London (AFP) – A sea of red descended on traders’ screens Friday after US President Donald Trump warned that he could slap another $100 billion (86 billion euros) of extra tariffs on China’s imports, fanning fresh fears of a full-blown trade war between the two superpowers, dealers said.
Trump ratcheted up the rhetoric against China, saying he had instructed his trade officials to “consider whether $100 billion of additional tariffs would be appropriate.”
“Trump’s announcement of a potential further $100 billion of tariffs on China briskly ended any hopes of an amicable conclusion to escalating trade tensions,” said London Capital Group analyst Jasper Lawler.
The news jarred investor sentiment, which was already fragile before publication of Friday’s crucial non-farm payrolls data in the United States.
World equities had powered higher Thursday as investors judged recent trade war fears were overblown.
However, Frankfurt, London and Paris equities languished in negative territory on Friday, as Trump’s warning loomed large.
“Stock markets in Europe are in the red … as trade war fears have been ramped up,” added analyst David Madden at CMC Markets.
“Overnight, President Trump warned China he might seek to impose more tariffs on $100 billion worth of imports.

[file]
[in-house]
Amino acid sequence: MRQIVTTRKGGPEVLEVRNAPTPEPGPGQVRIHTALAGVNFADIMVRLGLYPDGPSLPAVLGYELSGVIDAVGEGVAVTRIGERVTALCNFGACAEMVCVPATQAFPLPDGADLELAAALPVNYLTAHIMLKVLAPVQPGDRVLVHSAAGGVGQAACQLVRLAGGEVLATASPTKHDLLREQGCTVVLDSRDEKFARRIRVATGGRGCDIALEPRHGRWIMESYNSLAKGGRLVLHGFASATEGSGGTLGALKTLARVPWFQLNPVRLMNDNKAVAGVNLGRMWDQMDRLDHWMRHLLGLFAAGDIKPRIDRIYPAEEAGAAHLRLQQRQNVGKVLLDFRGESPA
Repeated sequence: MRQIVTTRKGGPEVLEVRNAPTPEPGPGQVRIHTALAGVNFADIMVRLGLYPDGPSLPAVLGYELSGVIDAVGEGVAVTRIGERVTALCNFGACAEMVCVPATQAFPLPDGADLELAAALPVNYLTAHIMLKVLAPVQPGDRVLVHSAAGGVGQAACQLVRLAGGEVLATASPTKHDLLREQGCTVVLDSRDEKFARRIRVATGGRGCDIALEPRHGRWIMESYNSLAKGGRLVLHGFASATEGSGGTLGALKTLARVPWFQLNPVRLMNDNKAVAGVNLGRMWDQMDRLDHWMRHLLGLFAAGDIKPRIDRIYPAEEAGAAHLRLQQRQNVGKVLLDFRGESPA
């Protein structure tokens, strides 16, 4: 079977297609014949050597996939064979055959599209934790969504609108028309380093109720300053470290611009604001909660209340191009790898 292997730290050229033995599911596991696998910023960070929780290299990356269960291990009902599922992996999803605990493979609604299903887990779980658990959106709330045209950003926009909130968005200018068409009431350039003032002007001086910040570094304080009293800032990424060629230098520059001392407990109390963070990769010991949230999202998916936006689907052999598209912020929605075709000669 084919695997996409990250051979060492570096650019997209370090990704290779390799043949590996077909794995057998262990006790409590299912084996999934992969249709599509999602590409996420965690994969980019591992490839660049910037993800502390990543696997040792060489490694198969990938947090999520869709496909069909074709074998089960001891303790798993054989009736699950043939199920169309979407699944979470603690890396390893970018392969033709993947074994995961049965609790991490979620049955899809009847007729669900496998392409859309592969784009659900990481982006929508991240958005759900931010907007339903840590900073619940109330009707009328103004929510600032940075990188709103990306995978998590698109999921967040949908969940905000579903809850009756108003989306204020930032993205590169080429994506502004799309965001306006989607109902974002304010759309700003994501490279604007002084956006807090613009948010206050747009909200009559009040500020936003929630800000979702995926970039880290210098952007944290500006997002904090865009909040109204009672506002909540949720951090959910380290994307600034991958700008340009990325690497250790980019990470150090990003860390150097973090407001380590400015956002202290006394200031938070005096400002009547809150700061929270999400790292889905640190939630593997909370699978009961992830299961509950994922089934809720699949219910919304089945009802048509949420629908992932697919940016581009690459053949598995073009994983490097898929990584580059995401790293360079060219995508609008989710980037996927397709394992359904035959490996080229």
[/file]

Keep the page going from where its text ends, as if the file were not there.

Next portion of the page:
“Dealers are fearful this will result in a full-blown trade war, and equities are feeling the pain.”
Asian stocks mostly receded on Friday. Tokyo finished in the red, losing 0.4 percent. There were also losses for Seoul and Sydney, while Shanghai was shut.
Hong Kong however outperformed regional peers with a sizeable 1.1-percent gain, with the market playing catch-up after Thursday’s closure.
– Eyes on US jobs –
Later on Friday, investors will scrutinise the monthly jobs report from the US Department of Labor for clues for the outlook on Federal Reserve monetary policy.
“Any signs of increased inflationary pressure from higher wages would boost the chances of a steeper path of rate hikes from the Fed and therefore lift the dollar whilst pulling stocks lower,” noted Lawler.
“On the other hand, any signs that earnings growth is weak tends to weigh on the dollar whilst boosting stocks.”
Wall Street closed higher Thursday for the third straight day, as investors’ fears over a US-China trade war eased.
However, officials from the world’s two largest economies traded fresh blows on Friday, reigniting concerns that a damaging trade war could be in the offing.
Trump had already asked for $50 billion worth of Chinese goods to be punitively taxed, which has sparked a formal challenge from Beijing at the World Trade Organization.
China has unveiled plans for painful import duties targeting politically-sensitive US exports, including soybeans, aircraft and autos.
– Key figures around 1115 GMT –
London – FTSE 100: DOWN 0.2 percent at 7,184.72 points
Frankfurt – DAX 30: DOWN 0.7 percent at 12,224.90
Paris – CAC 40: DOWN 0.5 percent at 5,250.42
EURO STOXX 50: DOWN 0.7 percent at 3,405.95
Tokyo – Nikkei 225: DOWN 0.4 percent at 21,567.52 (close)
Hong Kong – Hang Seng: UP 1.1 percent at 29,833.31
Shanghai – Composite: 3,131.84 (Wednesday close)
New York – Dow: UP 1.0 percent at 24,505.22 (close)
Euro/dollar: DOWN at $1.2236 from $1.2240 at 2100 GMT
Dollar/yen: UP at 107.42 yen from 107.39
Pound/dollar: UP at $1.4004 from $1.4003
Oil – Brent North Sea: DOWN ten cents at $68.23 per barrel
Oil – West Texas Intermediate: DOWN 13 cents at $63.41